She now lives with her best-beloved husband Steven in a small town just outside of Edinburgh Scotland, and from her upstairs window can just see, if she leans out, the looming towers of the nearby power station. If anyone would care to dynamite several inconvenient homes that are in the way, she would have a sea view. Any reasonable offers considered.
Redeeming the Lost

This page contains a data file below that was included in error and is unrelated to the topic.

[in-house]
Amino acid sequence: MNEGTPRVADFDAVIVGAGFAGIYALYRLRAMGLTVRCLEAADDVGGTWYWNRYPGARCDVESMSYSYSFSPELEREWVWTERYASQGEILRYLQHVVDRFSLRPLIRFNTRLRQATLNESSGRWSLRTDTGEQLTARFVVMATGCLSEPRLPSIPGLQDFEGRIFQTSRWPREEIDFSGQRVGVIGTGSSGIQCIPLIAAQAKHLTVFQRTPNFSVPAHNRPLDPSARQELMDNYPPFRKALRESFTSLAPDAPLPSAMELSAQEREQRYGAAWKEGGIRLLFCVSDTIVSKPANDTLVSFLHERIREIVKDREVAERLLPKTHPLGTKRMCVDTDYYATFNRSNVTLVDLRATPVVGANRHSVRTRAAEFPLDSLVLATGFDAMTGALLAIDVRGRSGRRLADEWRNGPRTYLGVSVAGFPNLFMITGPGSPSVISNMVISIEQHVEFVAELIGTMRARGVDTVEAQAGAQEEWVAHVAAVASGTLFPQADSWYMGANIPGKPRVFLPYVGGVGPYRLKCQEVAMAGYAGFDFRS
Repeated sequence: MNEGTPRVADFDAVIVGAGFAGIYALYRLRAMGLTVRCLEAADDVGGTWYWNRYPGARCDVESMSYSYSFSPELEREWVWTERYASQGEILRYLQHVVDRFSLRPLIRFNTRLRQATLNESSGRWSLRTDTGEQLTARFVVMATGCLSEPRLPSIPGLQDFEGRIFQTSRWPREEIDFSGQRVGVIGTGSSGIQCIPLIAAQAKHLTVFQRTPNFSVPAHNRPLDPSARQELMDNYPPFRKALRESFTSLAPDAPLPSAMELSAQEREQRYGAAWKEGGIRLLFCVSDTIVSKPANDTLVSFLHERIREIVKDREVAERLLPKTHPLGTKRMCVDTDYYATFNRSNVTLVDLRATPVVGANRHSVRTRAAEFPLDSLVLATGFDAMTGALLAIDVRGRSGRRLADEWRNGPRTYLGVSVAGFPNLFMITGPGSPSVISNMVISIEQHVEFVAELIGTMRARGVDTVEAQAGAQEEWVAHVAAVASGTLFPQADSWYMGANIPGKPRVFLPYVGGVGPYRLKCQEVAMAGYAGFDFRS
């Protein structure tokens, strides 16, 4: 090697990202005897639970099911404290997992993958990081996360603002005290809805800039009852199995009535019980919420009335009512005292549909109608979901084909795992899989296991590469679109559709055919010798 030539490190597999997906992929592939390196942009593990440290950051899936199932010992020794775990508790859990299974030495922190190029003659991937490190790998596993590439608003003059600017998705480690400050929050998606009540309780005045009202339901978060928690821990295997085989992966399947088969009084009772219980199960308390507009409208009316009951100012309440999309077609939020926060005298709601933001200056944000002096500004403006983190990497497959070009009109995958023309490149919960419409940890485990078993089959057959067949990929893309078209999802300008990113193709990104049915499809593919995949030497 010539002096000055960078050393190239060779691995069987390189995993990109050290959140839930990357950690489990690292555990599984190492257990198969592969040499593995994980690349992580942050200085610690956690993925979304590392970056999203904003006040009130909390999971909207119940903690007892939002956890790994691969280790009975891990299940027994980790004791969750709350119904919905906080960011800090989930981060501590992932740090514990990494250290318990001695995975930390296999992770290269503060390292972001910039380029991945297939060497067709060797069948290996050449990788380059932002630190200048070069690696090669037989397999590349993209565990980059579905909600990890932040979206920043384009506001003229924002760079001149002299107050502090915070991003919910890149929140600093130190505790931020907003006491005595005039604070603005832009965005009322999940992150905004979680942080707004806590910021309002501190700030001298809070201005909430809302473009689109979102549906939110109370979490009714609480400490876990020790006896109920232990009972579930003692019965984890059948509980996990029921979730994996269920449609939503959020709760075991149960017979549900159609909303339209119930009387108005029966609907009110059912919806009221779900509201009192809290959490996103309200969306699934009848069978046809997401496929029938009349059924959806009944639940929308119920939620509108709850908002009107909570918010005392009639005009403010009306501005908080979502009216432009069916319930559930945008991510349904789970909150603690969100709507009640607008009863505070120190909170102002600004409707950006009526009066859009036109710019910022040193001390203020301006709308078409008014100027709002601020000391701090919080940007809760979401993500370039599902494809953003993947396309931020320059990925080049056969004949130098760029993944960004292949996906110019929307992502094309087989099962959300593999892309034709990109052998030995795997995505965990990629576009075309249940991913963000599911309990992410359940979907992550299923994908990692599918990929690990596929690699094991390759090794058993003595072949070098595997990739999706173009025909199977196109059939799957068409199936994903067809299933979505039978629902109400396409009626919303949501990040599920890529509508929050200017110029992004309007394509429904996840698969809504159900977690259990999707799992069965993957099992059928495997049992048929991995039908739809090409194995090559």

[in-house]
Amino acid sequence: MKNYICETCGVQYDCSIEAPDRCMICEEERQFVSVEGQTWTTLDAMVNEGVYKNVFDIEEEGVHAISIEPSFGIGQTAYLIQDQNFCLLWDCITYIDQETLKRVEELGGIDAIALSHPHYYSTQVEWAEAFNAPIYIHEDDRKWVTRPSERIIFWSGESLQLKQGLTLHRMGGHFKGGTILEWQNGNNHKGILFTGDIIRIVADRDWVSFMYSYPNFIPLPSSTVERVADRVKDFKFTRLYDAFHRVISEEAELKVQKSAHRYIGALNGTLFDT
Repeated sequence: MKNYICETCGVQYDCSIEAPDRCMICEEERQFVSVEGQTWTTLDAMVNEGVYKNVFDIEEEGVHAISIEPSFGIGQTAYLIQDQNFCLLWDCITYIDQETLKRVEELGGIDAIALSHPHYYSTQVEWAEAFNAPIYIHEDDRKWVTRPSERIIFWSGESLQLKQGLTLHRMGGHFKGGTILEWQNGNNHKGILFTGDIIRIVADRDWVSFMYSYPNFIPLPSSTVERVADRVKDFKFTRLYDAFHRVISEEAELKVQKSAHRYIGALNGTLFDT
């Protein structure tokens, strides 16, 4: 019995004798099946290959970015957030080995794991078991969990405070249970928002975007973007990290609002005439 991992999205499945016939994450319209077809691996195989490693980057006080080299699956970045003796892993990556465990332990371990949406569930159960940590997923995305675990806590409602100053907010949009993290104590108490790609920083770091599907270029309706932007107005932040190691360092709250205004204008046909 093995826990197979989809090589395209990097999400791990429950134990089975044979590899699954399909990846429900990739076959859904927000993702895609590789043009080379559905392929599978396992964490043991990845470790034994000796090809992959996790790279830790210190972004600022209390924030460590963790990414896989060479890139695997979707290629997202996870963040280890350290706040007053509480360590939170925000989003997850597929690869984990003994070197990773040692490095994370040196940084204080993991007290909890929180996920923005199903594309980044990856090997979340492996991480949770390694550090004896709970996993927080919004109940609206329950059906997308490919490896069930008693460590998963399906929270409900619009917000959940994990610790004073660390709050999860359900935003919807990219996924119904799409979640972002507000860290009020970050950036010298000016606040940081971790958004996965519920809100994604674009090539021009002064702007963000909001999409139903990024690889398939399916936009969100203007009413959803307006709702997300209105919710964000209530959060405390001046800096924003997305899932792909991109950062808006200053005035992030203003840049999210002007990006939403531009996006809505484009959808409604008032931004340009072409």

The joy of our homecoming was too soon over. None had the strength left to stay aloft for long, and we all soon drifted, weary but grateful, to the ground. My heart was pulled in a dozen directtions at once. My joy at seeing my people come safe again to their ancient home, after an exile lasting full five thousand years, was uppermost. The Kantri, we whom the Gedri--no, Shikrar, in their tongue they are called humans--we whom the humans call True Dragons, were come home at last, to share this vast land with the only other creatures who speak and reason. I knew fear also, of course. In this place where we were largely forgotten as living creatures, where we were become little more than tales to frighten children, we had no way to know what our welcome might be. Behind and through all, however, was deep heart's-sorrow for Varien, my soulfriend Akhor, whose beloved wife Lanen had been stolen away mere days before.I had not the leisure to give any of these feelings the attention they deserved, for I was bound to go and welcome my people to a land I had only known for the last four days. It was enough,I think, for most of them to see me here before them--Eldest, Keeper of Souls, guardian of our people in the place of their transformed King, Varien.Most of the Kantri lay exhausted where they had landed. We all had flown, with only one brief rest, for many days on the back of the Winds. Our home for so many years, the Isle of Exile that the humans name the Dragon Isle, was gone. The earthshakes that had plagued us these last years had grown worse and worse, and at the last the fire mountains had erupted, spewing molten rock over our home. It was gone forever. We had had no choice. Kolmar was the home of our ancestors, after all, and it surely must be clear to the Gedri that neither caprice nor passing fancy drove us to dare the crossing of the Great Sea. The Winds had decided for us that it was time we returned. Our oldest teaching was clear: "First is the Wind of Change, second is Shaping, third is the Unknown, and last is the Word."I could only hope that the Gedri would see it the same way.There were a number of our folk ranged along the edge of the field, where a shallow little stream danced over stones, drinking thirstily. I wandered among the weary souls, scattering praise and encouragement where I thought it would be accepted.As I passed, I noted that the great sealed golden cask containing the soulgems of the Lost was safe, resting now between the forelegs of my son's beloved mate Mirazhe. The Lost! The cursed legacy of the great evil that was the Demonlord, the reason the Kantri left Kolmar so long ago. Born a child of the Gedri, the Demonlord sold his name and his soul for a terrible power over us. In the dreadful final battle fully half the Kantri alive in those times, two hundred of our people, had their soulgems ripped from them by demons. They fell from the sky, reduced to the size of mere younglings, and the powers of speech and reason were taken from them; it was that day upon which they were first called the Lesser Kindred. The Demonlord was eventually destroyed--but he died laughing. It is widely believed even now that he will return to trouble us one day. In the normal way of things, when one of the Kantri dies, the soulgem shrinks to a quarter of its sizeand resembles a large faceted gemstone. Every soulgem is retained reverently, for they are the means by which, through the Kin-Summoning, we may bespeak the Ancestors when need arises. When the soulgems of the Lost were gathered up, however, it was seen that they flickered with some unknown inner fire. From that day to this we have tried to contact them, but neither the Kin-Summoning nor truespeech nor heartfelt prayers to the Winds have made any difference.Mirazhe managed a nod to me, and lifted one wing slightly to show the sleeping form of her youngling Sherók. I breathed again. Strange, is it not? I knew that Sherók must be well, but it was not until I saw him safely asleep with his mother curled round him that my heart believed it. A little beyond Mirazhe, piled carefully on the ground, were the lansip trees we had brought with us, the only remembrance of our old home. The Gedri prized lansip, leaf and fruit, beyond all imagining. For thousands of years it had grown only on the Dragon Isle that lay now below the sea. I foresaw a thriving trade in a few years, if we managed to plant the trees quite soon. If they would grow here. The poor creatures who had borne them hither also slept, even more tired than the rest.Their weariness was not to be wondered at, for they had flown high and far for the best part of three days and nights, without cease and without hope of rest--and before that, two full days of flight to reach the tiny isle where we had rested and drunk from a small, brackish pool. None had eaten since the fires of the earth had taken our island home from us, and although we do not normally require large amounts of food, we were all in desperate need of sustenance.Here, however, came one in whom pride was stronger than exhaustion--Idai, weary but unbowed, striding towards me from the eastern side of the field. She it was who, following me, had led the Kantri through the everlasting Storms and across the wide expanse of the sea. I walked to meet her and bowed formally in the mingled Attitudes of Joy and Praise, in acknowledgement of all that she had accomplished."Iderrisai! My heart rejoices to see thee safe," I said aloud,adding in truespeech, "Safe and well, and with all our people. It is a great thing that you have done, Idai. You will be remembered among the Kantri forever.""I thank you, Hadreshikrar," she said gravely, aloud. She remained silent otherwise. I turned to follow her gaze--ah. Yes, she would not bespeak me on seeing him, lest truespeech betray her deeper thoughts. The Gedri--no, human, I must remember--the human called Varien approached us swiftly from the edge of a small stand of trees in the west. Varien, the Changed One. He who had lived a thousand years as Akhor, the Lord of the Kantrishakrim, soulfriend and dear as a son to me, and who for most of his life had been dearly loved by Idai. Poor Idai. Akhor had never returned her love or encouraged her regard: but even among the Kantri we cannot choose whom we will love. It was less than a full year past that he had been changed, through a kind of death and rebirth, impossibly, from his true form to a creature with the form of the Gedri children, but with his soul and his mind as they had ever been.I glanced again at Idai and knew the pain in her heart, though she tried to hide it. Truespeech does not always require words, after all. She had loved Akhor for most of her life, knowing full well that he did not return that love but unable to deny her own heart. For her to see him now was little less than agony, It was a measure of her greatness of soul that she did not hate Lanen, who had caught Akhor's heart between one breath and another while yet he was of the Kantri. She and Lanen had made their peace: but now Lanen was stolen away by great evil, and all Akhor's thought and all his mind and all his soul were focussed, waking and sleeping, on getting her back. A lesser creature would have rejoiced inwardly at Lanen's misfortune. Idai has a great soul.I had known Akhor from his birth, a thousand and some winters past; he was soulfriend to me, and apart from my son was the only soul on live who knew my full true name. He had possessed the form of a human for less than six moons. It was still very hard for us all to accept, this strange being who was undeniably Akhor in his soul but withal so very different. So small, so fragile! Iprayed to the Winds that he would not be so short-lived as the children of the Gedrishakrim usually were. By all rights he should live yet another thousand years, in the common way of our people.Varien hurried over to meet us. Idai bowed her head low, and without thinking he leant over and stretched out his neck as if to greet her in the Kantri manner. The very feel of it must have stricken him wrongly, though, for he swiftly stood upright. Instead, he reached out with his hand and placed it, oh, so gently upon her cheek, where the solid faceplates of my people curve back to protect the great vein in the neck. She trembled a little at the contact."Idai! Oh, welcome and welcome, my namefast friend, my heart soars at sight of thee," he said. He dared to gently stroke her dark copper faceplate, gazing into her steel-grey eyes. "When we parted I feared I would not see you for many long years, and lo, even in this dark hour, the Winds have sent you as a flame to brighten my soul's darkness. It is good to see you, Iderrisai." He smiled then, and his soulgem--no longer part of him, as nature meant it, but worn in a circlet of gold that held the stone against his forehead--burned for that moment bright and clear. "I see you were not content to let mine be the only great tale of these times! You and Hadreshikrar have between you accomplished a work that will be remembered as long as our people live and memory lasts. You have brought us all home." He leaned forward and touched his soulgem briefly to Idai's faceplate, a deeply personal gesture used only between the nearest of friends.I was grateful that Idai closed her eyes in that moment, for Varien's sake. He could not see the years-long sorrow rise in them, pain and weary loneliness that struck my own heart in the instant. I had to close my eyes against the depth of it. By the time Varien pulled back from the contact, though, Idai was in control of herself again."You are well, then, Ak--Varien?" she asked. Her voice wavered only slightly. Varien might well put it down to her weariness."I rejoice to see thee and my people safe at last, but in truth, I tell thee I have seldom been worse, Idai," he said, and as his voice deepened I heard the anger in it rising. If he had been in his oldshape his wings would have begun to rattle. In this body, his hands curled in upon themselves and the skin of them began to turn white. "Hath Shikrar told thee of the great ill that hath befallen us, Lady? That a demon-master hath stolen away my beloved from my very side, and I helpless to stop him?" A tremor in his voice betrayed the depth of his feeling. "And that I know not where she bides, or whether she is quick or dead?"Even I was shaken. Varien in his fury was using the style of Gedri speech he had learned hundreds of years before. "I have told her, Varien," I said aloud, adding silently, "Your speech betrays your anger. You must not fail now, Akhor: We are here and our strength is yours. Do not let your heart's wound blind you. We cannot fly in force and destroy this Berys at once--he is a demon-master and we know not the extent of his strength. Remember the Demonlord, who destroyed the half of our Kindred upon a single day! I do not counsel cowardice, my friend, only prudence. And such a battle, such a war, would not be kind to those innocents around about. We are new-come to this land. Would you arrive as a destroyer?""I would arrive as one bent on saving the life of my beloved!" he cried."We will find Lanen, by my soul I swear it," I answered solemnly aloud, "but we must go softly at first, lest we break all hope of living here in peace with the Gedri, or break ourselves like fools upon the power of this demon-master.""Oh, I expect you'll have a good chance of living in peace here," said a calm voice from near the ground. The Lady Rella stepped forward and bowed briefly to Idai. "Welcome--you're the Lady Idai, aren't you?" Idai nodded once, and Rella grinned. "I remember you from the Dragon Isle. I don't think we ever exchanged names, but Lanen told me about you. Well-met, Lady, and welcome to your new home. I for one am delighted to see you."Idai hissed her amusement. "Rrrellla, the strong arm that kept Llanen safe from her own kind. Yess, I recall you. Well-met, and I thank you for the welcome, but I do not know if it will outlast my first request" She turned to me. "Have you eaten, Hadreshikrar?"I instantly wished she had not said that, for of a sudden I was aware of my empty belly and a raging hunger surged through me. "No," I replied shortly, and both Rella and Idai laughed as a noisy rumble from my interior nearly drowned out my answer. "No, I have not eaten, apart from a morsel here and there since I arrived. The prospect of fighting a Raksha has sustained my spirit, but my belly longs for meat.""As does mine. We have none of us eaten since we left the Dragon Isle sinking into the sea below us, and we have endured many days of desperate toil. We are hungry and we are weary, Shikrar, and we thirst. Whither shall we go now to find sustenance?""This is where I come in useful," said a quiet voice, and a man with golden hair and light blue eyes stepped forth. He bowed to Idai, his eyes taking in the host of the Kantri behind us. I was impressed that he managed to contain his astonishment as he spoke. "I'm Willem of Rowanbeck, but only my mother calls me Willem, I'm Will. I live near here, and I know of a farmer not ten miles away with a herd of good cattle. If you have anything to trade for them, I suspect Timeth wouldn't mind being the first in Kolmar to have dealings with dr--with you."Idai stood in Concern. "We have brought the lansip trees, Shikrar, they are safe, but they must be planted soon and cared for. When once they are established the leaves and the fruits will serve us for trade--but what we shall do in the meantime I cannot imagine. What else have we to offer the Gedri?""There is khaadish, Idai," said Varien, at the same time that Rella said, "You have gold, don't you?""Khaadish?" asked Idai. Concern flowed into Confusion. "What might be done with khaadish?""Even a very little of it can do a great deal, Idai," said Varien. "It is peculiar, I know, but the Gedri value khaadish greatly. A small quantity, enough only to fit in my hand, will purchase food and a place to rest for us all." He turned to Will. "Would that suffice for your friend?"Will raised one eyebrow, and I marvelled again at the mobilityof Gedri faces. "I expect he'll faint dead away. I don't think he's ever seen gold before. But his farm is two long days distant, in the steep hills to the north--"A hiss of amusement from behind me took me unawares, and Kédra, coming up beside me, laughed. "Ah, my father, it is good to know I can still surprise you!" he said. We touched soulgems by way of greeting, as only parent and child ever do. "You are not known to me, friend, but as you stand with Lord Varien and the Lady Rella I trust that you are a good soul. I am called Kédra, the son of Shikrar.""Willem of Rowanbeck," said Will, bowing. "I am glad to meet you, Kédra, and I don't want to be rude, but we were talking about finding a way to get you and your friends something to eat.""That is why I arrived so swiftly to offer my services," Kédra said, his eyes alight. "I heard your objection. A two-day walk uphill for one of the Gedri is a very, very short way to fly, I suspect. Will you come with me in token of our good faith, and treat with your friend on our behalf? For I have khaadish with me." He opened his hand, and there between the great claws was a small lump of khaadish, gleaming and pretty enough but useless for most purposes. Why the Gedri value it I will never know.Will, however, ch...